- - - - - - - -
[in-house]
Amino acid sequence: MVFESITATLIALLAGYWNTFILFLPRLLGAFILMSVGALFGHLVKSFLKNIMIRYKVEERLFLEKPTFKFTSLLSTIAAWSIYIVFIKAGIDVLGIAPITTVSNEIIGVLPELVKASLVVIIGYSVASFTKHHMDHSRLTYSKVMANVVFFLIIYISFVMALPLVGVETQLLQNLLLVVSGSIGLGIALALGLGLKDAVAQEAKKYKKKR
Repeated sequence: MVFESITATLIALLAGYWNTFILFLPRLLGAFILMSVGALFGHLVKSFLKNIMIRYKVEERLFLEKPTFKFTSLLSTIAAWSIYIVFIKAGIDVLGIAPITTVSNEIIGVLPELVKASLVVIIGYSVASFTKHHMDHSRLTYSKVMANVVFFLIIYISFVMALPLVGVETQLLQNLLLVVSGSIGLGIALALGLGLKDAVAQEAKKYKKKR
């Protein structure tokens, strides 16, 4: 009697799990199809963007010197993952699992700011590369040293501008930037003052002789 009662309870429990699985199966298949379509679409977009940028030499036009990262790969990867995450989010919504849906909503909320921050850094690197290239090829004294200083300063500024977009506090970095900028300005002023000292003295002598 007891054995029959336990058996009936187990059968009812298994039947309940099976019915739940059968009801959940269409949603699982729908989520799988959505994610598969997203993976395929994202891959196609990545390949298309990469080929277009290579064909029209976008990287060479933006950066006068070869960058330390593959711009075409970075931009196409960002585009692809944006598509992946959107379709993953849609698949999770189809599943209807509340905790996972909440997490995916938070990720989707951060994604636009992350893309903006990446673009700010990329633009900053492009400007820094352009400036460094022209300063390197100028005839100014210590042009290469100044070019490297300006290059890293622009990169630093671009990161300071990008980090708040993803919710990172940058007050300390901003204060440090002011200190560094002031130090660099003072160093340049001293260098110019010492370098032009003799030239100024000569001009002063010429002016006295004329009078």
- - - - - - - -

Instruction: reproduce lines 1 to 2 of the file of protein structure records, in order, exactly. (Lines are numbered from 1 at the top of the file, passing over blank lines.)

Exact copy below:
[in-house]
Amino acid sequence: MVFESITATLIALLAGYWNTFILFLPRLLGAFILMSVGALFGHLVKSFLKNIMIRYKVEERLFLEKPTFKFTSLLSTIAAWSIYIVFIKAGIDVLGIAPITTVSNEIIGVLPELVKASLVVIIGYSVASFTKHHMDHSRLTYSKVMANVVFFLIIYISFVMALPLVGVETQLLQNLLLVVSGSIGLGIALALGLGLKDAVAQEAKKYKKKR